The latest chapter in a series of articles looking back at each campaign from the Crucible era.
Stephen Hendry began the 1990/91 snooker season as a fresh-faced world number one and the sport’s newest world champion.
If he was supposed to struggle with the pressures that came with carrying those mantles, nobody told Hendry.
A quite incredible opening few months to the first full campaign of the new decade saw the Hendry express triumph in the opening four ranking events that were staged.
The Scot overcame Nigel Bond to win the Grand Prix, a tournament which had grown in stature as one of the longest-running on the calendar.
Hendry subsequently denied veteran Dennis Taylor in the title decider of the Asian Open, the first ranking event ever held in China.
Trips overseas for invitationals had become commonplace in the 1980s – initially for the Matchroom stable of players led by Barry Hearn – but ranking tournaments abroad were increasingly popping up on the schedule at this point too.
One such event was the Dubai Classic, and rarely was Stephen Hendry’s dominance so utterly underlined than during its 1990 edition.
The then 21 year-old displayed zero fear and produced confidence levels so high that even the concept of allowing his opponents a few frames seemed unacceptable.
Hendry beat Ian Graham, Alain Robidoux, Neal Foulds, Mike Hallett, and Dean Reynolds in the UAE to reach the final – losing just seven frames along the way.
A familiar face was the challenger in the final, with Steve Davis looking to bring an end to the streak of a man who had recently knocked him off his long-held perch.
But such was Hendry’s form it was never likely to materialise, and Davis suffered the heaviest defeat of his career in a final – a chastening 9-1 drubbing.
A month later in Preston, the pair clashed again for the UK Championship trophy, just as they had twelve months previously at the Guild Hall when the symbolic changing of the guard occurred.
Davis ran it much closer on this occasion and had opportunities to win 16-14 but lost the penultimate frame on the colours, before a trademark single-scoring visit of 98 from Hendry sealed victory.
Hendry added the British Open later in the 1990/91 snooker season for a fifth ranking title that term, a record that was eventually broken by a future world champion named Judd Trump.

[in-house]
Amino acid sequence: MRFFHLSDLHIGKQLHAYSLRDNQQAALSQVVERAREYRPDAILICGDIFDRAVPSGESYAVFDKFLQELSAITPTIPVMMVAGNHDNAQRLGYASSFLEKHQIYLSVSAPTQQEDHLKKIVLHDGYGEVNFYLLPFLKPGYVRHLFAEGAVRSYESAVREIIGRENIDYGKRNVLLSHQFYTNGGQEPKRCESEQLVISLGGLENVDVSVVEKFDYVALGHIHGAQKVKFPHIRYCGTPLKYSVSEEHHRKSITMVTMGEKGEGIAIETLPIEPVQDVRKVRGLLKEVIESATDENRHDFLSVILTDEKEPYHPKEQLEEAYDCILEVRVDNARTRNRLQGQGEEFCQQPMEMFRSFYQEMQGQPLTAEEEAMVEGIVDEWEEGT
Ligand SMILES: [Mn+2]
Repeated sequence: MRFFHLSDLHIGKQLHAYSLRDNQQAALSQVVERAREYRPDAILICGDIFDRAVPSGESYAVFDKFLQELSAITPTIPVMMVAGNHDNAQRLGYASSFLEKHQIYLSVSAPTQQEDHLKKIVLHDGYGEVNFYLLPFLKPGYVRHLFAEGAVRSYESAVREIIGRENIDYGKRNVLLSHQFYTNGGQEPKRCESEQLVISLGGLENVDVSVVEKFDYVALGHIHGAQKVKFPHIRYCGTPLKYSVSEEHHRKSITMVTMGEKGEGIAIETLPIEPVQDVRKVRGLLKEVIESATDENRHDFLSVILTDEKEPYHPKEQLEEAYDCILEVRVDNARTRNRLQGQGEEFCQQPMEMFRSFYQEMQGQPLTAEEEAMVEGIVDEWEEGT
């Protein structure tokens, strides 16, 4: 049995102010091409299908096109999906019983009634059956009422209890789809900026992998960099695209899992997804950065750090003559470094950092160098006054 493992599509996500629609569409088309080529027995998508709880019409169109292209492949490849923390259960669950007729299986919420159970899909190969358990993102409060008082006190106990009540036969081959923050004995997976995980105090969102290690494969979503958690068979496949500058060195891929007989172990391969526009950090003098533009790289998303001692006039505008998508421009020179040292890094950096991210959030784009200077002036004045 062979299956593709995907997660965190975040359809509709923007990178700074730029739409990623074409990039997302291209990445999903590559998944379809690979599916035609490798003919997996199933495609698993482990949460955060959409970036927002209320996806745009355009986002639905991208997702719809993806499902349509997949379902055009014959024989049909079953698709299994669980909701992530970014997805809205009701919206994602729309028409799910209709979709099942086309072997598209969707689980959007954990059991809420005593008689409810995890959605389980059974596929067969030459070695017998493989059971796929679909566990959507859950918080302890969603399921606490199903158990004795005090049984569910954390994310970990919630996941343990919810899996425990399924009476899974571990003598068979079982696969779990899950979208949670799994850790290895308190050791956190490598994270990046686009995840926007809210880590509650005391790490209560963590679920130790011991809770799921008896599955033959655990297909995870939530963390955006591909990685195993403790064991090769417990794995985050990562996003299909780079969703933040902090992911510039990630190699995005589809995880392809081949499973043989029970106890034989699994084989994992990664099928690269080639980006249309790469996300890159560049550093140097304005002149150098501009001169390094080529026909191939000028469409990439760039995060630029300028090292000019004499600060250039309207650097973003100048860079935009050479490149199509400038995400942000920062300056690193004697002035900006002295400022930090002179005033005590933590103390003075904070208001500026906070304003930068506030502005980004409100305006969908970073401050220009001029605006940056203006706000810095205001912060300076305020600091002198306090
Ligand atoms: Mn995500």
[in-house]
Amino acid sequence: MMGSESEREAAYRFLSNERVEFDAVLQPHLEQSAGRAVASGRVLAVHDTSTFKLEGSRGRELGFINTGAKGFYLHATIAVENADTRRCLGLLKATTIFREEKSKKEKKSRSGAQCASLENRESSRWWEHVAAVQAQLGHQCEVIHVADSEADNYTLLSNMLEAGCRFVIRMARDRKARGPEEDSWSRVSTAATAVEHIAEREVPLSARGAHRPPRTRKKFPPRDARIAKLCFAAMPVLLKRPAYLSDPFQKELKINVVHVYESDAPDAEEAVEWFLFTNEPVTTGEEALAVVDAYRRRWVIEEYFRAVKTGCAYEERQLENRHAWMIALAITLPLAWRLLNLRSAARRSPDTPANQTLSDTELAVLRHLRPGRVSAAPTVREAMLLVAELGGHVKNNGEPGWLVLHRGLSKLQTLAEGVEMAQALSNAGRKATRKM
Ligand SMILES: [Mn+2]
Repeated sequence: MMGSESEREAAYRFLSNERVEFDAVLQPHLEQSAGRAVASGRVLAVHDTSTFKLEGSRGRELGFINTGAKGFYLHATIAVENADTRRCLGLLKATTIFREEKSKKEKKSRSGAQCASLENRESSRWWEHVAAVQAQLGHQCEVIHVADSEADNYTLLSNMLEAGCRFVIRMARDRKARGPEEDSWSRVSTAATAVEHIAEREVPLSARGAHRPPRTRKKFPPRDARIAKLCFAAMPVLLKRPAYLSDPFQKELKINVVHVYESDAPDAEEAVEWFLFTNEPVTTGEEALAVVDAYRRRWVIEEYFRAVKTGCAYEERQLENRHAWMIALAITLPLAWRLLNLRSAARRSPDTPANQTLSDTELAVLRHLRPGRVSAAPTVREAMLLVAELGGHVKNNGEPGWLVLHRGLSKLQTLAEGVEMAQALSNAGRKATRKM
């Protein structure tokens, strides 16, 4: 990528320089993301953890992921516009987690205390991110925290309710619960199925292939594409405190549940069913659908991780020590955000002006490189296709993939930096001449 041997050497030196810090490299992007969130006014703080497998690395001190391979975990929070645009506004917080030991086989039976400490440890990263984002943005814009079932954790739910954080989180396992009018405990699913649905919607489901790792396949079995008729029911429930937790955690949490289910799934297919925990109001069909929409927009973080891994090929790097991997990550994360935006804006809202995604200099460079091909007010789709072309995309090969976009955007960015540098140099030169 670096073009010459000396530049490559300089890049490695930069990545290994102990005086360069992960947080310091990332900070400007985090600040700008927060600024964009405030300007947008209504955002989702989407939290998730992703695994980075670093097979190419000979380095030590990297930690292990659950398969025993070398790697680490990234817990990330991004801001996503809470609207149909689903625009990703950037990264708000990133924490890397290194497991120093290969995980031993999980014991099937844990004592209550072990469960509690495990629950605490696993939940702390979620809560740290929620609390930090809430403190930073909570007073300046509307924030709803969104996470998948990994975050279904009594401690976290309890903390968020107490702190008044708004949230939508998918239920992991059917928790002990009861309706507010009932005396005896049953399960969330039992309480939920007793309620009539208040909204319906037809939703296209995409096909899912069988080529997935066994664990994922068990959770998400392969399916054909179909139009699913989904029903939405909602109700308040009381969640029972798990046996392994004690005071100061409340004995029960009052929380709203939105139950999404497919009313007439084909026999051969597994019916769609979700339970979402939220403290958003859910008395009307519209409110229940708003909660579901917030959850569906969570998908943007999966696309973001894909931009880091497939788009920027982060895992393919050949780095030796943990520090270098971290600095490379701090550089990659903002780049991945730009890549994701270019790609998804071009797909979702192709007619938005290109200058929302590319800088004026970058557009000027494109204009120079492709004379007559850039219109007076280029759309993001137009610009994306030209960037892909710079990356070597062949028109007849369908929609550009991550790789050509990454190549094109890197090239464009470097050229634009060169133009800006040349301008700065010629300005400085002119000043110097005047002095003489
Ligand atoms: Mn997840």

Around the same time at the turn of the New Year, there were two other lucrative prizes to contest for.
At the Masters in February, it looked as though Hendry’s unbeaten record in the tournament was about to finally end when he trailed Hallett 8-2 in the final in London.
Hallett had suffered an embarrassing 9-0 defeat at the same hurdle to Davis in 1988 but was on course for a career-defining turnaround.
There was a turnaround alright, but not as Hallett would have wished for as a crucial missed pink allowed Hendry in to recover the situation.
Seven frames on the trot and a third Masters victory in a row consigned Hallett to a miserable 9-8 loss.
A week before the Masters it had been all smiles between the pair as they teamed up for victory in the World Masters doubles.
The Mita World Masters was a massive festival of snooker organised by Hearn, encompassing various singles and doubles competitions for both men and women players.
Jimmy White triumphed in the main event, while an underage tournament concluded with a teenage John Higgins beating Mark Williams to lift the title.
The tournament was never staged again, which is a shame because the concept was fun and could even fit well into today’s calendar.
Towards the end of the 1990/91 snooker season, all logic pointed to Hendry defending his world title in Sheffield, but the “Curse of the Crucible” had other ideas.
No first-time champion has ever returned the following year for a repeat success, and Hendry’s inevitable demise came in the quarter-finals when he suffered a shock 13-11 reverse against Steve James.
There is a somewhat common misconception that, despite it being one of the biggest rivalries in the sport’s history, Jimmy White could never beat Hendry.
The “Whirlwind” had actually beaten Hendry in two notable finals that very season, including in the Mercantile Credit Classic in January which ended Hendry’s hot streak in ranking events.
Only weeks earlier, White had also toppled his younger foe in the prestigious World Matchplay final that lasted four sessions.
Still, there was the opinion at the 1991 World Championship that, with Hendry out and Steve Davis’ career on a downward trajectory, the path was opening up for White to finally fulfill his potential on the biggest stage.
In the semi-finals, the Englishman comfortably beat James in a match in which both memorably celebrated their birthdays on the first day of action, and as luck would have it Davis lost in the other last four encounter to John Parrott.
Surely, then, it would be third time lucky for the People’s Champion in a final at the Crucible?
Parrott, who had established himself as a worthy member of the top four in the world rankings and a consistent force at the business end of tournaments in the years prior, was seeking to erase the painful memories of his 18-3 session-to-spare humiliation from the 1989 final.
Possibly as a result, the former Junior Pot Black champion produced a staggering level of play in the first session of the showdown to lead 7-0.
White was never able to fully recover, and the Liverpudlian was crowned with an assured 18-11 scoreline.
The sport had another new world champion, the tenth different winner of the Crucible era, but in 1991 even bigger changes were afoot.